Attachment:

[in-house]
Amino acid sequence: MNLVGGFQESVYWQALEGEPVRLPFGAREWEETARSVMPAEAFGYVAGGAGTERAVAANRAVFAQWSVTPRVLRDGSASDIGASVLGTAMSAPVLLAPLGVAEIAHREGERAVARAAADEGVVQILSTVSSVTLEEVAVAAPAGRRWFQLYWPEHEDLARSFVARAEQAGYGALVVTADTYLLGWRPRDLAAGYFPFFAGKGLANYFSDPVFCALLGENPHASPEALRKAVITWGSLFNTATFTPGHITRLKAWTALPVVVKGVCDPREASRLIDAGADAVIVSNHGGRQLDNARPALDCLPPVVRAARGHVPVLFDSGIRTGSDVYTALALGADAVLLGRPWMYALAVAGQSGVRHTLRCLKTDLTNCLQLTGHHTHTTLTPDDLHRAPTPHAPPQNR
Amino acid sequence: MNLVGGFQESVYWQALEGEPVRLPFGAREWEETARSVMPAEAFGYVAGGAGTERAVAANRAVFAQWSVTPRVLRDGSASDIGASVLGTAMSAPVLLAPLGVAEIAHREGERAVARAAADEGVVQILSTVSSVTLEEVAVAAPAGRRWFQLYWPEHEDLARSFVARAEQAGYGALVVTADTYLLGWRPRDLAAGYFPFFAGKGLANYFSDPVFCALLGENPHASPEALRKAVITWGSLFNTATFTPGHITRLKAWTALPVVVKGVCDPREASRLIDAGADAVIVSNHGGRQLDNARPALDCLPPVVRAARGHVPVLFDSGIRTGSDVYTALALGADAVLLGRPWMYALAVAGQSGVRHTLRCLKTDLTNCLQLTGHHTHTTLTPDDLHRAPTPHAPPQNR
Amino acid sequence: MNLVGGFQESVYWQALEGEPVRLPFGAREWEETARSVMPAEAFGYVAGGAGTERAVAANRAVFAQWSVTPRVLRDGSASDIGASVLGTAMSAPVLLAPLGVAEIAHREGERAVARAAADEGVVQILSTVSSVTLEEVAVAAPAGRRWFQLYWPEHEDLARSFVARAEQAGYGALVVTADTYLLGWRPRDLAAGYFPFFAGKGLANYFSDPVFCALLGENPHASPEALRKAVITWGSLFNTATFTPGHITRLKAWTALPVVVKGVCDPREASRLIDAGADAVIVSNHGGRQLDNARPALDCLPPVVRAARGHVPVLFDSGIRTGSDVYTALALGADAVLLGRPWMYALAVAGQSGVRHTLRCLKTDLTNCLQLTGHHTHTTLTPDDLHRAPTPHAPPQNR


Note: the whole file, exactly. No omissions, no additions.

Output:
[in-house]
Amino acid sequence: MNLVGGFQESVYWQALEGEPVRLPFGAREWEETARSVMPAEAFGYVAGGAGTERAVAANRAVFAQWSVTPRVLRDGSASDIGASVLGTAMSAPVLLAPLGVAEIAHREGERAVARAAADEGVVQILSTVSSVTLEEVAVAAPAGRRWFQLYWPEHEDLARSFVARAEQAGYGALVVTADTYLLGWRPRDLAAGYFPFFAGKGLANYFSDPVFCALLGENPHASPEALRKAVITWGSLFNTATFTPGHITRLKAWTALPVVVKGVCDPREASRLIDAGADAVIVSNHGGRQLDNARPALDCLPPVVRAARGHVPVLFDSGIRTGSDVYTALALGADAVLLGRPWMYALAVAGQSGVRHTLRCLKTDLTNCLQLTGHHTHTTLTPDDLHRAPTPHAPPQNR
Amino acid sequence: MNLVGGFQESVYWQALEGEPVRLPFGAREWEETARSVMPAEAFGYVAGGAGTERAVAANRAVFAQWSVTPRVLRDGSASDIGASVLGTAMSAPVLLAPLGVAEIAHREGERAVARAAADEGVVQILSTVSSVTLEEVAVAAPAGRRWFQLYWPEHEDLARSFVARAEQAGYGALVVTADTYLLGWRPRDLAAGYFPFFAGKGLANYFSDPVFCALLGENPHASPEALRKAVITWGSLFNTATFTPGHITRLKAWTALPVVVKGVCDPREASRLIDAGADAVIVSNHGGRQLDNARPALDCLPPVVRAARGHVPVLFDSGIRTGSDVYTALALGADAVLLGRPWMYALAVAGQSGVRHTLRCLKTDLTNCLQLTGHHTHTTLTPDDLHRAPTPHAPPQNR
Amino acid sequence: MNLVGGFQESVYWQALEGEPVRLPFGAREWEETARSVMPAEAFGYVAGGAGTERAVAANRAVFAQWSVTPRVLRDGSASDIGASVLGTAMSAPVLLAPLGVAEIAHREGERAVARAAADEGVVQILSTVSSVTLEEVAVAAPAGRRWFQLYWPEHEDLARSFVARAEQAGYGALVVTADTYLLGWRPRDLAAGYFPFFAGKGLANYFSDPVFCALLGENPHASPEALRKAVITWGSLFNTATFTPGHITRLKAWTALPVVVKGVCDPREASRLIDAGADAVIVSNHGGRQLDNARPALDCLPPVVRAARGHVPVLFDSGIRTGSDVYTALALGADAVLLGRPWMYALAVAGQSGVRHTLRCLKTDLTNCLQLTGHHTHTTLTPDDLHRAPTPHAPPQNR